Hiroshi Okuda, Michiaki Yamasaki, Yoshihito Kawamura, Masao Tabuchi, and Hajime Kimizuka, “Nanoclusters first: a hierarchical phase transformation in a novel Mg alloy”, Scientific Reports, 5 (2015) 14186-1-6.

The Mg-Y-Zn ternary alloy system contains a series of novel structures known as long-period stacking ordered (LPSO) structures. The formation process and its key concept from a viewpoint of phase transition are not yet clear. The current study reveals that the phase transformation process is not a traditional spinodal decomposition or structural transformation but, rather a novel hierarchical phase transformation. In this transformation, clustering occurs first, and the spatial rearrangement of the clusters induce a secondary phase transformation that eventually lead to two-dimensional ordering of the clusters. The formation process was examined using in situ synchrotron radiation smallangle X-ray scattering (SAXS). Rapid quenching from liquid alloy into thin ribbons yielded strongly supersaturated amorphous samples. The samples were heated at a constant rate of 10 K/min. and the scattering patterns were acquired. The SAXS analysis indicated that small clusters grew to sizes of 0.2 nm after they crystallized. The clusters distributed randomly in space grew and eventually transformed into a microstructure with two well-defined cluster-cluster distances, one for the segregation periodicity of LPSO and the other for the in-plane ordering in segregated layer. This transformation into the LPSO structure concomitantly introduces the periodical stacking fault required for the 18R structures.

Marco Fronzi, Hajime Kimizuka, and Shigenobu Ogata, “Atomistic investigation of the vacancy-assisted diffusion mechanism in Mg ternary (Mg-RE-M) alloys”, Computational Materials Science, 98 (2015), 76-82.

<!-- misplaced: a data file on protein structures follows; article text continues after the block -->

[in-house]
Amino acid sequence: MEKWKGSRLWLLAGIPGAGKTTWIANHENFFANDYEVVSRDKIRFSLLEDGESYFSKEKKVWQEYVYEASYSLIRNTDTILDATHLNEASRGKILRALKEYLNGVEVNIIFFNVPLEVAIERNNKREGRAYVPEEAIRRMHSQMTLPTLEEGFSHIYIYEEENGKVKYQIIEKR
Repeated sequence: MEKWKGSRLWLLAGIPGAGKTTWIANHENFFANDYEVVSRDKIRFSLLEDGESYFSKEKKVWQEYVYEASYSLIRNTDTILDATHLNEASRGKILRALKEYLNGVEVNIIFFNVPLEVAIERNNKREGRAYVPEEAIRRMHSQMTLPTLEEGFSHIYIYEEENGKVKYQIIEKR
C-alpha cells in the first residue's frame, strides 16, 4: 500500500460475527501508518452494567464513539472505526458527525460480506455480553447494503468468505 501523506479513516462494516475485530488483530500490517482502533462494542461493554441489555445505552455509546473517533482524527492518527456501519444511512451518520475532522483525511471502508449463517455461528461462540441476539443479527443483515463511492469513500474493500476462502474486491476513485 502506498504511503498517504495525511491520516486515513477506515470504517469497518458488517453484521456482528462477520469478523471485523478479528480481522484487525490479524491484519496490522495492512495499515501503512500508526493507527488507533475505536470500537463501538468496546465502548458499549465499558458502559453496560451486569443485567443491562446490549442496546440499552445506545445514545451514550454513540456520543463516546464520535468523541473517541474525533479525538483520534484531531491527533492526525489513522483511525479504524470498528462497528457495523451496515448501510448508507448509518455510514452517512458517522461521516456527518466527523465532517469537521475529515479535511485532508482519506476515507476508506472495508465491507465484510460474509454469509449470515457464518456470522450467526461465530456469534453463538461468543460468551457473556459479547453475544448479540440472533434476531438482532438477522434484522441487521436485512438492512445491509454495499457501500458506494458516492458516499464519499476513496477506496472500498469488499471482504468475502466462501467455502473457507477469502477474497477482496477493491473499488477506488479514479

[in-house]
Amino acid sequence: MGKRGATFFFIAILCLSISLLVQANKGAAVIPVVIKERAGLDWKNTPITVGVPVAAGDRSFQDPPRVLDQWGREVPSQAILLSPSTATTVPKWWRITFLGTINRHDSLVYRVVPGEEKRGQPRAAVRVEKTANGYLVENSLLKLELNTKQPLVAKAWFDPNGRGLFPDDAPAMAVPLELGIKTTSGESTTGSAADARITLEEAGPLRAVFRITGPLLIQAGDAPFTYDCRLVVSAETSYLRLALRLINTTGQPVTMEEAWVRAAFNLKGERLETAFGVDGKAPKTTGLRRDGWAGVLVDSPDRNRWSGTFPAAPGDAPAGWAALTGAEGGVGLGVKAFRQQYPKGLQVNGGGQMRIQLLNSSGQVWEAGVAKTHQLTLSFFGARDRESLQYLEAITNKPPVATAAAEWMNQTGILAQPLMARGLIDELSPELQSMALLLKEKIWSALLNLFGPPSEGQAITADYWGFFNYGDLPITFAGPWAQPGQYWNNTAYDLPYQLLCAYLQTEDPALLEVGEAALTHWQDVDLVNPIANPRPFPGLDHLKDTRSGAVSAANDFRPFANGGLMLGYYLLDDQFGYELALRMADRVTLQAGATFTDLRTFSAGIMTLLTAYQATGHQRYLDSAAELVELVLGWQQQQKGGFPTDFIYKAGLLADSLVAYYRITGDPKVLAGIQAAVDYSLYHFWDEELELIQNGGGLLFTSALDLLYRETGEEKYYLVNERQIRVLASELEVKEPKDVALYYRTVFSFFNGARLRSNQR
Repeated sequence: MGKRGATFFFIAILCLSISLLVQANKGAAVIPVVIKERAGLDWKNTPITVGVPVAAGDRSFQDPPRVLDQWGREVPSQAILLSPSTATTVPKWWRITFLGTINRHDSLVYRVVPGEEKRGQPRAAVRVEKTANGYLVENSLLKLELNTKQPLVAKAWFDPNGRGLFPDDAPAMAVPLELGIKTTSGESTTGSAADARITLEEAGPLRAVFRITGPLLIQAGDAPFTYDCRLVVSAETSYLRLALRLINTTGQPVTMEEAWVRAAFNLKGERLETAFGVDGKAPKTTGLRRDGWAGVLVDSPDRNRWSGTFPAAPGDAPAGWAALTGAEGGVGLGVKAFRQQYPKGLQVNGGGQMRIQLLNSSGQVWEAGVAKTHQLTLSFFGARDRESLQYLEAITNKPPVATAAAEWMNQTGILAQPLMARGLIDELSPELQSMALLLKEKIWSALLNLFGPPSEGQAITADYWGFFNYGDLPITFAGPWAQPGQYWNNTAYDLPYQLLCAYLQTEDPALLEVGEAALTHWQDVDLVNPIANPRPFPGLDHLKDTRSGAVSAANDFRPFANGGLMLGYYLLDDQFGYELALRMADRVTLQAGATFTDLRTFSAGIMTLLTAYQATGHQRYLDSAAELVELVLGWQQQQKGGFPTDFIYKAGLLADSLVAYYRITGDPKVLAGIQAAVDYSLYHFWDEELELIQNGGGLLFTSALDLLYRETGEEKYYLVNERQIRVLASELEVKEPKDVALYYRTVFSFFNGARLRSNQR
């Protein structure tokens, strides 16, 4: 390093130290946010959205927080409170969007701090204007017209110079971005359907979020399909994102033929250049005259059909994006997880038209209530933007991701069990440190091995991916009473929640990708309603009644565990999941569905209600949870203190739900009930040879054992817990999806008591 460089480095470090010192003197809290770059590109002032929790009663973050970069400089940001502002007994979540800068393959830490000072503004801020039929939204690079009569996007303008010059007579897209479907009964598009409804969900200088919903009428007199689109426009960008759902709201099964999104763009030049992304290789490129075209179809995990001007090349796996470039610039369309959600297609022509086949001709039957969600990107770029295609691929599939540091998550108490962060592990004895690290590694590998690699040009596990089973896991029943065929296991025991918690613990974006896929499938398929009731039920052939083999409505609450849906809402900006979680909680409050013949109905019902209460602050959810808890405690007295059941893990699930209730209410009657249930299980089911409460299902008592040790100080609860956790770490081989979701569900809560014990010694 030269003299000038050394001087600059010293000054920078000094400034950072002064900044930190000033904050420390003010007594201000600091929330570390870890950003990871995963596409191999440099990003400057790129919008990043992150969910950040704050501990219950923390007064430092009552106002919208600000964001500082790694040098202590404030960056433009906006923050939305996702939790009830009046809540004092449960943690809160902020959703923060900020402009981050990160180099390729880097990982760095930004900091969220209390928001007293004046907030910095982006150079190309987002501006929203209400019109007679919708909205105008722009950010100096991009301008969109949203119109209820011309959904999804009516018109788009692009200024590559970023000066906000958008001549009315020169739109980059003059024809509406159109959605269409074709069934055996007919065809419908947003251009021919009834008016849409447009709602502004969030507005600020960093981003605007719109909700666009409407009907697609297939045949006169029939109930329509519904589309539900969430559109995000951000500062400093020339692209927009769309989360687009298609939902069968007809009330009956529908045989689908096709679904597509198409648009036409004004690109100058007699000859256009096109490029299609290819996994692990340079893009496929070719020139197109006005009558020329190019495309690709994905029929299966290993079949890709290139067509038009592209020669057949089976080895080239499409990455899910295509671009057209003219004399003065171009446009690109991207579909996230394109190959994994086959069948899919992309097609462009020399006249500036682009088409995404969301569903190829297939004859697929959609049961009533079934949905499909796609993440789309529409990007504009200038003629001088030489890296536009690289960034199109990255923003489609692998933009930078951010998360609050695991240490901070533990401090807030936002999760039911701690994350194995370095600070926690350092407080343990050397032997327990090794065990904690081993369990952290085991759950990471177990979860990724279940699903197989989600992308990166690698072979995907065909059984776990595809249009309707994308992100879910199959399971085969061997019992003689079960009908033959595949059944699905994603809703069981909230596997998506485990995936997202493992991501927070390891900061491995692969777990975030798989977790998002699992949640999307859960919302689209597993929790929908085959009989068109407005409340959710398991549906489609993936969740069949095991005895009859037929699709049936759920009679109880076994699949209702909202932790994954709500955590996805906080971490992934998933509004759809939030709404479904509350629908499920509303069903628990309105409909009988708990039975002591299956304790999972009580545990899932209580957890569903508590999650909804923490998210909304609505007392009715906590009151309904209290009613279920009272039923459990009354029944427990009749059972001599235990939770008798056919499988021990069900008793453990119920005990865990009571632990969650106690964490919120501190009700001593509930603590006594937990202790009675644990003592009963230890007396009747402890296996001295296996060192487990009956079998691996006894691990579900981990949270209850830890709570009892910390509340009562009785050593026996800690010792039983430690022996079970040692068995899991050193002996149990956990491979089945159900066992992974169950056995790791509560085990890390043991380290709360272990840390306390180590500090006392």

To investigate the kinetics of the formation of solute cluster structures in some of the Mg ternary alloys, we perform a first-principles analysis of some fundamental quantities in doped Mg lattices. We calculate interaction energies between vacancy and solute atoms in both Mg hexagonal close packed (HCP) and face-centered cubic (FCC) crystal structures. In particular, we consider in this work Al, Gd, Y, and Zn solute atoms. Also, to understand the diffusion mechanism, we calculate vacancy-assisted diffusion for Mg and solute atoms in HCP and FCC lattices using the nudge elastic band method.

Wei-Zhong Han, Ling Huang, Shigenobu Ogata, Hajime Kimizuka, Zhao-Chun Yang, Christopher Weinberger, Qing-Jie Li, Bo-Yu Liu, Xi-Xiang Zhang, Ju Li, Evan Ma, Zhi-Wei Shan, “From “smaller is stronger” to “size-independent strength plateau”: towards measuring the ideal strength of iron”, Advanced Materials, published online 17 APR 2015.

The trend from “smaller is stronger” to “size-independent strength plateau” is observed in the compression of spherical iron nanoparticles. When the diameter of iron nanospheres is less than a critical value, the maximum contact pressure saturates at 10.7 GPa, corresponding to a local shear stress of ≈9.4 GPa, which is comparable to the theoretical shear strength of iron.

Hajime Kimizuka, Shu Kurokawa, Akihiro Yamaguchi, Akira Sakai, and Shigeobu Ogata, “Two-Dimensional Ordering of Solute Nanoclusters at a Close-Packed Stacking Fault: Modeling and Experimental Analysis”, Scientific Reports, 4 (2014), 7318-1-7318-9.

Predicting the equilibrium ordered structures at internal interfaces, especially in the case of nanometer-scale chemical heterogeneities, is an ongoing challenge in materials science. In this study, we established an ab-initio coarse-grained modeling technique for describing the phase-like behavior of a close-packed stacking-fault-type interface containing solute nanoclusters, which undergo a two-dimensional disorder-order transition, depending on the temperature and composition. Notably, this approach can predict the two-dimensional medium-range ordering in the nanocluster arrays realized in Mg-based alloys, in a manner consistent with scanning tunneling microscopy-based measurements. We predicted that the repulsively interacting solute-cluster system undergoes a continuous evolution into a highly ordered densely packed morphology while maintaining a high degree of six-fold orientational order, which is attributable mainly to an entropic effect. The uncovered interaction-dependent ordering properties may be useful for the design of nanostructured materials utilizing the self-organization of two-dimensional nanocluster arrays in the close-packed interfaces.